Look closely at the photo above and you’ll notice something missing in terms of a usual workstation setup … the PC itself. Its not hidden under the desk , but infact behind the phone.
I’ve been able to get my hands on one of the Cisco VXC 2111 Series thin clients. These clients are part of Cisco’s virtualisation experience infrastructure (VXI) strategy and come in a number of flavours. The one above is designed to integrate with the 9971 phone it is attached to and should you have a suitably juicy PoE+ setup be powered from it too. Cisco are able to supply the clients with a PCoIP or HDX firmware in order to connect to your VMware View or Xen Desktop based solution.
For those without a suitable phone , there is a micro tower form factor available. I’ve only had time to build a view environment for the client to talk to but its been very painless so far ( short of finding a USB keyboard ! ) What would be great is to be able to see some tighter integration between the phone and client but I don’t believe it is available at this stage. I can see this being great for the contract center business – although the key differentiator is only currently due to the physical integration with the phone to reduce desktop clutter – although if you had a more conventional thin client solution you could use softphones and eliminate the phone itself so the benefit is possibly a little clouded. Its almost certainly a big step in the right direction and illustrates Cisco’s commitment to Desktop Virtualisation. The “year of VDI” might not be here , but with big vendors getting behind it like this, it surely can’t be far away.
I’ve recently come across a great use case for VMware thin provisioning which I felt worthy of sharing , not so much as a “how to” guide as I’m sure that thin provisioning has been covered before , but more of a proven use case.
The Latest and greatest version of Cisco Secure ACS can be shipped as an appliance where it will colour co ordinate with all of the other “cornflower blue” devices in your datacenter ( what is the official name of Cisco Blue anyhow ? )
And a lovely little box it is too , but underneath the covers , its just an x86 server and ripe for hosting on your virtual infrastructure. Being the forward thinking chaps that Cisco are , they make ACS available as a VM , which is fantastic , but they mandate that the VM has the same hardware spec as the appliance. Such so that if you attempt to install the software onto a VM that does not meet those requirements it will go into evaluation mode.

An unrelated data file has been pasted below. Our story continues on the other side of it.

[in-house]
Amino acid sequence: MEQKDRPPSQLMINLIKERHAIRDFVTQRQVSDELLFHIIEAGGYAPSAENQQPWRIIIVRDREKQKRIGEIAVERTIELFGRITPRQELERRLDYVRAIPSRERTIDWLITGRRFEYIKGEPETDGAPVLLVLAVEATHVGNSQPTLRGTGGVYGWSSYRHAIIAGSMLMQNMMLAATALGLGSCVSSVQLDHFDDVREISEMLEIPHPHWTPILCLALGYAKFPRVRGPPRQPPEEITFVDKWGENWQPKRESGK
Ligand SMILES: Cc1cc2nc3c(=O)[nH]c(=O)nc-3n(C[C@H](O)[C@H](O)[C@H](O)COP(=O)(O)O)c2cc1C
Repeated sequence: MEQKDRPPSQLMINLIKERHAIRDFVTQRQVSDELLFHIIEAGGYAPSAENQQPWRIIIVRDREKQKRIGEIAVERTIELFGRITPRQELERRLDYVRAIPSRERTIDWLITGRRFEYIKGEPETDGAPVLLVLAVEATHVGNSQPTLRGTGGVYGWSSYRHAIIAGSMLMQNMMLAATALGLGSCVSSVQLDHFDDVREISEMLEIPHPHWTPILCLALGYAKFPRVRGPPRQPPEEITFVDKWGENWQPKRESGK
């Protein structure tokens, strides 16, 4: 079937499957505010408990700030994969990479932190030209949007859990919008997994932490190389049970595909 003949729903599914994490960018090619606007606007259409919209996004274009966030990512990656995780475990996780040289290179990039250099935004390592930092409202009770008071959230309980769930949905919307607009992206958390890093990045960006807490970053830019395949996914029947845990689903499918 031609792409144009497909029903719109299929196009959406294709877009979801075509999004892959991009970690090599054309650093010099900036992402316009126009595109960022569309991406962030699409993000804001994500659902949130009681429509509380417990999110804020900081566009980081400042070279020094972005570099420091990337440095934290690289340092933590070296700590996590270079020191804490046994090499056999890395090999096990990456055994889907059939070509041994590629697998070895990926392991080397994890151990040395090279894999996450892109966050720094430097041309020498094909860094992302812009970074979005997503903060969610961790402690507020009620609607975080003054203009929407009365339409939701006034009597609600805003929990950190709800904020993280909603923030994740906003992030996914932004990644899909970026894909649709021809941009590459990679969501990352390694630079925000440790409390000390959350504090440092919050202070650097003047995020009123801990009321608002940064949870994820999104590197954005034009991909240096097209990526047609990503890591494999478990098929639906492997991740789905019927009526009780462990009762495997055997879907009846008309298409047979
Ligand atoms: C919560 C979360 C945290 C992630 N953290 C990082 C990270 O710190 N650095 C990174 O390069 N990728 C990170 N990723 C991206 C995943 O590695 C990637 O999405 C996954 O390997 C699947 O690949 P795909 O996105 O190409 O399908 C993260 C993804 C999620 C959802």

I have no doubt that there will be situations and environments that will require all 500GB of drive space that the ACS appliance requires & will also require 4GB of Memory and dual vCPU. However being a fan of the concept of one size not necessarily fitting all I was asked how I could deploy the appliance into an environment that had enough drive space to hold the required logs , but not the full 500 Gb. Concerns were also made about allocating that much RAM to the VM.
One thin provisioned volume later and I have a fully functioning ACS VM that will meet the clients requirements without having to purchase additional storage.
And this time its not because I’ve passed a certification , in fact I recently sat the beta for the new VMware Certified Associate , Desktop exam – covering much of the things a VMware View 4.5 Admin would do on a day to day basis. Not being a View admin I found it a little harder than that , but time will tell
The reason for new cards is a change of role – I might have let it slip on twitter / linked in during my notice period that I was moving on from my current position with Delloite to pastures new. I won’t be eating one of my former blogs , which may or may not be gently poking fun at the “bloggers in bowling shirts” from EMC either as I’m still not a vSpecialist! I’ve had a fantastic 4 and a bit years in my current role , taking my from “just another windows engineer” to really finding my niche in virtualisation and a bit of a segway into social media!
I shall be starting tomorrow with ONI , one of the UK’s fastest growing Cisco Partners as a project engineer within the Datacenter Team. I have some pretty big boots to fill as the rest of the team all hold the Cisco CCIE certification , so as the token non-networky guy, I’d be lying if I said I wasn’t a little apprehensive about working with quite such a smart team ! With the two VCAP exams under my belt , I’d like to think that a VCDX will show that I’m capable of running at the same speed.
I will still be continuing to blog and record the podcast , hopefully with some new experiences as I get to grips with the UCS range of Kit and some equally shiny storage to hook it up to. While I’ve had a great time as an infrastructure architect , I am missing getting my hands dirty with systems so the change is very much welcome.